Leslie O’Flahavan and Marilynne Rudick are partners in E-WRITE. E-WRITE teaches the new rules for writing well in the electronic age. At the E-WRITE web site http://www.ewriteonline.com – you can enroll in web and e-mail writing courses, subscribe to a free newsletter, the E-Writing Bulletin, take an EQ (E-mail Quotient) Test, review web writing winners in the Web Writing Showcase, and learn about many online writing resources.
Another approach is to incorporate gifs into your design to get users to stay in the email longer. This example from Your Karma leads with the brand’s main selling point, its premium features. Then they call out the savings users get when they sign up. It’s like saying, “Hey, we have the best features. You can enjoy them too and save big if you act now.”
And often my best producing specials, the ones with deadlines, are also connected to a story.  For example, you run a 25% off everything special… because it’s your 20th wedding anniversary.  That is a natural place to throw in a short story and how it applies to your business. The special offer itself becomes more believable simply because of a “Reason Why” type of story.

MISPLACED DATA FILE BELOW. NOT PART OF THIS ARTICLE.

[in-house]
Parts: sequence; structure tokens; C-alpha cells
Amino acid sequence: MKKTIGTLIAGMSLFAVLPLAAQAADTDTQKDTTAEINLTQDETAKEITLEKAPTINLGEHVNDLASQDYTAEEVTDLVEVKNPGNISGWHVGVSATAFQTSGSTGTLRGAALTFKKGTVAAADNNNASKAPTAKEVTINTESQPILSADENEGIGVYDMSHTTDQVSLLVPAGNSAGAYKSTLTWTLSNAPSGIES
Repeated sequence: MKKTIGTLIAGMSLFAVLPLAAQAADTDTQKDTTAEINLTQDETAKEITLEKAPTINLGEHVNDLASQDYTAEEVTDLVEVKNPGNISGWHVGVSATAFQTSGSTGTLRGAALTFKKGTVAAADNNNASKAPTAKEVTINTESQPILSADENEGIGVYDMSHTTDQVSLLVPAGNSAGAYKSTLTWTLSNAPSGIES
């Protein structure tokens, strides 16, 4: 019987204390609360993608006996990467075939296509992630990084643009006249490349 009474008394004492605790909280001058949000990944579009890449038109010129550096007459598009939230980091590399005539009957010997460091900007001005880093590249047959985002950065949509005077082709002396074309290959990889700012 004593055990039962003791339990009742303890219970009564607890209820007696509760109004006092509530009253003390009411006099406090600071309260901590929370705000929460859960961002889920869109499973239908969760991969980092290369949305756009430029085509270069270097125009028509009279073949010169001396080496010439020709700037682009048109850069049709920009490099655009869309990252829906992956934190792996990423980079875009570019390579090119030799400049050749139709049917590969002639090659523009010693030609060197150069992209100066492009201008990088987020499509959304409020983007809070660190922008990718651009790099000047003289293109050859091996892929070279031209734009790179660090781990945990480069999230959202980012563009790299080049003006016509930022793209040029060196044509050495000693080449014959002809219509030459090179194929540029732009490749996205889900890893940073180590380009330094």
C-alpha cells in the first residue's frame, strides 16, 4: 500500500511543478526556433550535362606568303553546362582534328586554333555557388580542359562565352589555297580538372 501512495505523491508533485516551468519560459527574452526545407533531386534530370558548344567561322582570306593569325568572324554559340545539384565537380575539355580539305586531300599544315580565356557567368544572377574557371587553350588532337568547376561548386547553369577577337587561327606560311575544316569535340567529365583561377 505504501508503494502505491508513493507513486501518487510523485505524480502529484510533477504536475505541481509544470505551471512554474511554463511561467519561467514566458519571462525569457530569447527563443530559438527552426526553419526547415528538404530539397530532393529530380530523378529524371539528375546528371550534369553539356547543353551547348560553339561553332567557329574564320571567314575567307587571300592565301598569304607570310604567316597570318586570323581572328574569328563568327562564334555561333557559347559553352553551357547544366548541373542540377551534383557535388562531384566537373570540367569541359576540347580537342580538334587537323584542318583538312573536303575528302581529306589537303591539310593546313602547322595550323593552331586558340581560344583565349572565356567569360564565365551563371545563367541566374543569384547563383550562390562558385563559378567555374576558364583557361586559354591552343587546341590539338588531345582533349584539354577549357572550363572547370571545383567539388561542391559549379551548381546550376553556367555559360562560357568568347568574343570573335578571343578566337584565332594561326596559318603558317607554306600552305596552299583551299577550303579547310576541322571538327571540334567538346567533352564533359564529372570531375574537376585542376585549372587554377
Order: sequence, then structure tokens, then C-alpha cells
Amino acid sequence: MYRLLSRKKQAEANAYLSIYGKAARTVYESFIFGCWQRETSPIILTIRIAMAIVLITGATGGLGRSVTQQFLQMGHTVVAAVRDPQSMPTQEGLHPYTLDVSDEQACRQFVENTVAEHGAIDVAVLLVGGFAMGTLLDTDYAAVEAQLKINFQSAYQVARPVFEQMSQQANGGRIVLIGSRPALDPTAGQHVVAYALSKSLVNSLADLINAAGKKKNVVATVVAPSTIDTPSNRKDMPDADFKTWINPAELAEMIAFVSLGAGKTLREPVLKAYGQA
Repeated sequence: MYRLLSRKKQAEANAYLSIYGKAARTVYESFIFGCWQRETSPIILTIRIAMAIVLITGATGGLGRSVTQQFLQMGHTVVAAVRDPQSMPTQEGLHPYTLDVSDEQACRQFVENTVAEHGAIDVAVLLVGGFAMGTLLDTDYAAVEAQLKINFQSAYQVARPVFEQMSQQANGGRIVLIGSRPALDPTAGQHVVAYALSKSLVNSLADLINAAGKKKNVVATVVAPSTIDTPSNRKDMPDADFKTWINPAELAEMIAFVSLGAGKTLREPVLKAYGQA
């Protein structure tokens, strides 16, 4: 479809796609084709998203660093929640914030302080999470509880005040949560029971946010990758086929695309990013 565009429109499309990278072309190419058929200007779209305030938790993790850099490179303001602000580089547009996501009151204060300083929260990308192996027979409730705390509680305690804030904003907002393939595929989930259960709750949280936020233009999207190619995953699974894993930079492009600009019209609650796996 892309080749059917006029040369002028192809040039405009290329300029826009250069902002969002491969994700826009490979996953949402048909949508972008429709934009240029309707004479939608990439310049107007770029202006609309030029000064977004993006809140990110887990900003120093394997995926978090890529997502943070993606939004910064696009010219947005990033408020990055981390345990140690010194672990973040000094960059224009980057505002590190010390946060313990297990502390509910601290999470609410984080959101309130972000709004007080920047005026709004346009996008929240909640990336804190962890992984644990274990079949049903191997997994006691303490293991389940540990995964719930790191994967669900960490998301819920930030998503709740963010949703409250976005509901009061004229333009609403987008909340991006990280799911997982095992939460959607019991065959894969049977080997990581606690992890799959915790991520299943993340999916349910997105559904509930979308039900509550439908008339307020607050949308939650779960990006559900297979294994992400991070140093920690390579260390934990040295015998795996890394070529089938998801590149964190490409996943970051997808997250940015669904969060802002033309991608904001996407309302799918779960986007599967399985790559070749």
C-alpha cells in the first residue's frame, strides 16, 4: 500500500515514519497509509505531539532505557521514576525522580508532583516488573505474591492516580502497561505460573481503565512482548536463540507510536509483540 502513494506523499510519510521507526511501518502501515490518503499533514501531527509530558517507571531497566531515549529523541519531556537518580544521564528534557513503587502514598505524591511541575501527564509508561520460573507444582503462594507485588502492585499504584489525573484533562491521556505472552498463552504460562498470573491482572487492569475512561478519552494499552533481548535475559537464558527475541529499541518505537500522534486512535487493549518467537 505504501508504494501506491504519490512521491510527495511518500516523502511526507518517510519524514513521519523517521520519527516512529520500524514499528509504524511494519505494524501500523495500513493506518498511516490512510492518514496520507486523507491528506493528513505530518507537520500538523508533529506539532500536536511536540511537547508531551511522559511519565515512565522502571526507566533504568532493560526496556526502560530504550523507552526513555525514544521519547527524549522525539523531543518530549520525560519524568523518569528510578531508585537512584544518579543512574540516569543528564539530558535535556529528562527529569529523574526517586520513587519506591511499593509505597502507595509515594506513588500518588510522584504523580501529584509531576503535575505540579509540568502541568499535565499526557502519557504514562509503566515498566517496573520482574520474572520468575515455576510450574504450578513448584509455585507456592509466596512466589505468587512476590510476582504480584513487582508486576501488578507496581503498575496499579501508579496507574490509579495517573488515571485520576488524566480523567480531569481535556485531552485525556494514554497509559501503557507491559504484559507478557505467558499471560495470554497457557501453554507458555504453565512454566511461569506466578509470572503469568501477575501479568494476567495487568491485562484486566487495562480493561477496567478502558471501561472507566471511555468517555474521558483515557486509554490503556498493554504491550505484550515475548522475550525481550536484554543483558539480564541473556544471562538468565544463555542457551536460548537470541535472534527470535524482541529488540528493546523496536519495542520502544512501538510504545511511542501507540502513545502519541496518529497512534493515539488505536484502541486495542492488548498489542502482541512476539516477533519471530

Finally, it’s critical you spend time and resources on your business’s website design. When these aforementioned customers find your website, they’ll likely feel deterred from trusting your brand and purchasing your product if they find your site confusing or unhelpful. For this reason, it’s important you take the time to create a user-friendly (and mobile-friendly) website.
For instance, you might use Facebook’s Lookalike Audiences to get your message in front of an audience similar to your core demographic. Or, you could pay a social media influencer to share images of your products to her already well-established community. Paid social media can attract new customers to your brand or product, but you’ll want to conduct market research and A/B testing before investing too much in one social media channel.
And often my best producing specials, the ones with deadlines, are also connected to a story.  For example, you run a 25% off everything special… because it’s your 20th wedding anniversary.  That is a natural place to throw in a short story and how it applies to your business. The special offer itself becomes more believable simply because of a “Reason Why” type of story.